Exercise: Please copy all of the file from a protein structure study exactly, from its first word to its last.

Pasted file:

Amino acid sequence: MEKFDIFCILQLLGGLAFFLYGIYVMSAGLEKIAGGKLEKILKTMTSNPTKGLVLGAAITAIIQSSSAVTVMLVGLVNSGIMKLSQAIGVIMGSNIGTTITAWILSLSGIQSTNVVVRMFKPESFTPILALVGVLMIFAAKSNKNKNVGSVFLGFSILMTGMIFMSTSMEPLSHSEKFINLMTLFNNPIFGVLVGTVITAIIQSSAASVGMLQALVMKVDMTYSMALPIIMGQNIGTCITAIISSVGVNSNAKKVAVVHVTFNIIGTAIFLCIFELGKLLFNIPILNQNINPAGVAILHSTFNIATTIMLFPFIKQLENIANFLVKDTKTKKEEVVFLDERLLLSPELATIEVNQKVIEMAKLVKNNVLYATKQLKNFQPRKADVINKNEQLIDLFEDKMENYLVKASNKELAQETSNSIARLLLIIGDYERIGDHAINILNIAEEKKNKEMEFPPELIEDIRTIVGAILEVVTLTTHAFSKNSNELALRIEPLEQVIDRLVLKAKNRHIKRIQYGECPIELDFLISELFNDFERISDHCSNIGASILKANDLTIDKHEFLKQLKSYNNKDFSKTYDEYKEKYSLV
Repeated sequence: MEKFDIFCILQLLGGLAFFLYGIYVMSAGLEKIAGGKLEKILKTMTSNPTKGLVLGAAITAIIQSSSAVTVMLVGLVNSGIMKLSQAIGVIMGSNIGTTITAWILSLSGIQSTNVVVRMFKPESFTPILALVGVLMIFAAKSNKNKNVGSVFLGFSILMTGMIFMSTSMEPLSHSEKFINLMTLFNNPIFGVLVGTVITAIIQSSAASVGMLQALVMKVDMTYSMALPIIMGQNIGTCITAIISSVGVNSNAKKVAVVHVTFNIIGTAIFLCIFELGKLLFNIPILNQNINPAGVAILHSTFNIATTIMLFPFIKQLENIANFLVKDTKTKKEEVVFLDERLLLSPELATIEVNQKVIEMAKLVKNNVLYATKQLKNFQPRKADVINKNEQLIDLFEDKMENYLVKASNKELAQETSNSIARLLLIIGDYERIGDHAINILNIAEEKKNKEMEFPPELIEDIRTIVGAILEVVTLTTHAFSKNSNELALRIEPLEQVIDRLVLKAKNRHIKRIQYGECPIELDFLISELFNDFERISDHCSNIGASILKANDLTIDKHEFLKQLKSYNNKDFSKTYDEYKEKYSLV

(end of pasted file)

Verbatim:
Amino acid sequence: MEKFDIFCILQLLGGLAFFLYGIYVMSAGLEKIAGGKLEKILKTMTSNPTKGLVLGAAITAIIQSSSAVTVMLVGLVNSGIMKLSQAIGVIMGSNIGTTITAWILSLSGIQSTNVVVRMFKPESFTPILALVGVLMIFAAKSNKNKNVGSVFLGFSILMTGMIFMSTSMEPLSHSEKFINLMTLFNNPIFGVLVGTVITAIIQSSAASVGMLQALVMKVDMTYSMALPIIMGQNIGTCITAIISSVGVNSNAKKVAVVHVTFNIIGTAIFLCIFELGKLLFNIPILNQNINPAGVAILHSTFNIATTIMLFPFIKQLENIANFLVKDTKTKKEEVVFLDERLLLSPELATIEVNQKVIEMAKLVKNNVLYATKQLKNFQPRKADVINKNEQLIDLFEDKMENYLVKASNKELAQETSNSIARLLLIIGDYERIGDHAINILNIAEEKKNKEMEFPPELIEDIRTIVGAILEVVTLTTHAFSKNSNELALRIEPLEQVIDRLVLKAKNRHIKRIQYGECPIELDFLISELFNDFERISDHCSNIGASILKANDLTIDKHEFLKQLKSYNNKDFSKTYDEYKEKYSLV
Repeated sequence: MEKFDIFCILQLLGGLAFFLYGIYVMSAGLEKIAGGKLEKILKTMTSNPTKGLVLGAAITAIIQSSSAVTVMLVGLVNSGIMKLSQAIGVIMGSNIGTTITAWILSLSGIQSTNVVVRMFKPESFTPILALVGVLMIFAAKSNKNKNVGSVFLGFSILMTGMIFMSTSMEPLSHSEKFINLMTLFNNPIFGVLVGTVITAIIQSSAASVGMLQALVMKVDMTYSMALPIIMGQNIGTCITAIISSVGVNSNAKKVAVVHVTFNIIGTAIFLCIFELGKLLFNIPILNQNINPAGVAILHSTFNIATTIMLFPFIKQLENIANFLVKDTKTKKEEVVFLDERLLLSPELATIEVNQKVIEMAKLVKNNVLYATKQLKNFQPRKADVINKNEQLIDLFEDKMENYLVKASNKELAQETSNSIARLLLIIGDYERIGDHAINILNIAEEKKNKEMEFPPELIEDIRTIVGAILEVVTLTTHAFSKNSNELALRIEPLEQVIDRLVLKAKNRHIKRIQYGECPIELDFLISELFNDFERISDHCSNIGASILKANDLTIDKHEFLKQLKSYNNKDFSKTYDEYKEKYSLV